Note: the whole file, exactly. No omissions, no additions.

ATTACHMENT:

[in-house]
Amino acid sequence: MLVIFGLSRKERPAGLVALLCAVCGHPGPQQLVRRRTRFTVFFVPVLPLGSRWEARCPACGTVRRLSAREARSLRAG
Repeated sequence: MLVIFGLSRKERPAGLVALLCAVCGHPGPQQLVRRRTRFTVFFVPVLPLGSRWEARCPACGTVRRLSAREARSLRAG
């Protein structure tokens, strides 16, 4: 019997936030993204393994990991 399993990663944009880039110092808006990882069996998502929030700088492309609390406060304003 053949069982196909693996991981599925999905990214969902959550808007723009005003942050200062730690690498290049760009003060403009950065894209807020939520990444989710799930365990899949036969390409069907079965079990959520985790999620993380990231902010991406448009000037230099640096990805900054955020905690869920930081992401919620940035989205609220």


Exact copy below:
[in-house]
Amino acid sequence: MLVIFGLSRKERPAGLVALLCAVCGHPGPQQLVRRRTRFTVFFVPVLPLGSRWEARCPACGTVRRLSAREARSLRAG
Repeated sequence: MLVIFGLSRKERPAGLVALLCAVCGHPGPQQLVRRRTRFTVFFVPVLPLGSRWEARCPACGTVRRLSAREARSLRAG
């Protein structure tokens, strides 16, 4: 019997936030993204393994990991 399993990663944009880039110092808006990882069996998502929030700088492309609390406060304003 053949069982196909693996991981599925999905990214969902959550808007723009005003942050200062730690690498290049760009003060403009950065894209807020939520990444989710799930365990899949036969390409069907079965079990959520985790999620993380990231902010991406448009000037230099640096990805900054955020905690869920930081992401919620940035989205609220």